We all get stressed. Sometimes it’s a good thing – helping you focus and motivate yourself to get things done – sometimes it’s a warning that something isn’t right and puts your body on alert for danger – yet other times, it’s a bad thing that can lead to anxiety, high blood pressure and heart conditions. The key is telling the three scenarios apart and managing any and all stress that comes your way.
Although it might not seem like it, there is a significant difference between good and bad stress. The stress portion remains the same, the difference lies in the body’s response. You see, stress releases cortisol into the blood which gives you more energy and strength, and this helps people get away from dangerous situations, or in small, infrequent doses, motivates and helps one focus to get a job done. However, when stress occurs in response to something emotional and you don’t have an outlet for this extra energy and strength, that is when stress can negatively impact your health. The good news is that there are simple and effective techniques to de-stress almost instantaneously.
Here are 5 ways to keep your stress in check.
1. Get Moving. The best way to de-stress is to put that extra energy to use. Get outside and go for a walk. Any walk will do but surrounding yourself with a greenspace, trees or walking by the water will offer even greater stress relief. This is because of a phenomenon called “involuntary attention” which holds our attention to our surroundings while simultaneously allowing for reflection. This brings you into a sort of meditative state. If you feel like a walk won’t cut it, take your stress to the gym, a soccer field or any other place or activity that will burn off steam. Just 20 minutes of physical activity can elevate your mood for 12 hours.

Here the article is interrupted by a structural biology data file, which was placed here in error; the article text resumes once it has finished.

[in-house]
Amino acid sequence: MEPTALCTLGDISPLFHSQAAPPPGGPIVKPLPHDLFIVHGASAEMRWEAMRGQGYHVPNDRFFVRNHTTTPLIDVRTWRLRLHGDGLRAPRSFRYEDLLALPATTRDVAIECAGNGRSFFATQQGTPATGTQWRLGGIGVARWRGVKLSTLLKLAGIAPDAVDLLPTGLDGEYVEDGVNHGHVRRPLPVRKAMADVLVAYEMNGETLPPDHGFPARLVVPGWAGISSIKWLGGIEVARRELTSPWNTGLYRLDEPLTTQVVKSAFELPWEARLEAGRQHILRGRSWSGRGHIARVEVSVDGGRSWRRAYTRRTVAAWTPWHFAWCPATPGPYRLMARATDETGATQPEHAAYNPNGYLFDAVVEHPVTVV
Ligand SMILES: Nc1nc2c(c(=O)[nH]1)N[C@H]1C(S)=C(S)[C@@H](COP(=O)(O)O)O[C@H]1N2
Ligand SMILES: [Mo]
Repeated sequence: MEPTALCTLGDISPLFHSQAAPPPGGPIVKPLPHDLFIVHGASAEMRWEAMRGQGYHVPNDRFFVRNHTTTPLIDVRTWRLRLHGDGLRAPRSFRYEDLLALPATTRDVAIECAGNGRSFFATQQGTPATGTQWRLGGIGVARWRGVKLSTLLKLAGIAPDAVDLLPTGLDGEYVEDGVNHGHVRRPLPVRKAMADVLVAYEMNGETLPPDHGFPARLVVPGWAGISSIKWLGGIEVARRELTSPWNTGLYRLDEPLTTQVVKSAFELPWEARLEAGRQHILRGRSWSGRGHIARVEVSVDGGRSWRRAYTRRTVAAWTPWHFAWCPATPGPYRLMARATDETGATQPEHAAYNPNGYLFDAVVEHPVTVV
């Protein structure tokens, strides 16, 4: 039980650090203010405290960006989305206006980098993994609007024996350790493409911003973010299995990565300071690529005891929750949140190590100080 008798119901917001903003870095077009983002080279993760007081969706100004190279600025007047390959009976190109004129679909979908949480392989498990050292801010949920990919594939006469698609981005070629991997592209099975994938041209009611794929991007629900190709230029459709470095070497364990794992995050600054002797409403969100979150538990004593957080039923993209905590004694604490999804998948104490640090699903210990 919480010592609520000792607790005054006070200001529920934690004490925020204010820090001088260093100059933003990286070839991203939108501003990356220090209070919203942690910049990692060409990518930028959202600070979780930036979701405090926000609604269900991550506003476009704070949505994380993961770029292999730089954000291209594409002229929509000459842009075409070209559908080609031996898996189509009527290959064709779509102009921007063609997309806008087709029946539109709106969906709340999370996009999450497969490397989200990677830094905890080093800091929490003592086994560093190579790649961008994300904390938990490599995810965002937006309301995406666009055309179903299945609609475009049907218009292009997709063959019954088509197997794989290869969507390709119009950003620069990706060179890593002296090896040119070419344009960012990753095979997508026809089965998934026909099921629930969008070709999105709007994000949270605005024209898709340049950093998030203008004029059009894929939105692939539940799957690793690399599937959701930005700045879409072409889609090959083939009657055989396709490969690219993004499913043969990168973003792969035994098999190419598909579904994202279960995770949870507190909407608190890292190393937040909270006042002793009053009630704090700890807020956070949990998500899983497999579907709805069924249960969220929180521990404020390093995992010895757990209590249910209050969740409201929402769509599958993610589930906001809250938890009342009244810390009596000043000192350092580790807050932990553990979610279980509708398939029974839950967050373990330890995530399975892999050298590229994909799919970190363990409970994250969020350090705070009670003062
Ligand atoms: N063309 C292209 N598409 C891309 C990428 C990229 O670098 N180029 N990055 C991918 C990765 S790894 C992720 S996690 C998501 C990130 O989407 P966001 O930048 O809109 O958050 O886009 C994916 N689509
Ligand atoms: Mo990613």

2. Just Breathe. If you can’t get away from your desk or need to face a stressful situation right then and there, deep breathing is the way to go. Breathe in through your nose for a count of 4, hold for 7 and breathe out for 8. Try to let go of all thoughts and concentrate solely on the breathing exercise. If you have more time, say 10 minutes or so, there are a number of breathing techniques that are shown to reduce stress that can be found with a simple internet search.
3. Surround Yourself with Plants. Indoor plants do so much more than clean the air or add beauty to a space. Studies have found that plants kept in homes and offices can help lower stress, increase productivity and brighten moods leading to a more positive attitude.
4. Turn Up The Music. Music, particularly classical music, has a soothing effect on the mind and body; slowing the pulse and heart rate, lowering blood pressure and decreasing stress hormones. If classical musical isn’t your thing, any type of music that you enjoy will release dopamine and help lower stress and anxiety levels.
5. Laugh It Off. Want to relax your whole body? A good, hearty laugh can relieve physical tension and stress. This is because it increases your intake of oxygen which in turn stimulates your heart, lungs and muscles, as well as releases endorphins. After a stressful day, enjoy some funny viral videos, watch your favourite comedy, or get together with good friends who are sure to get the laughs flowing.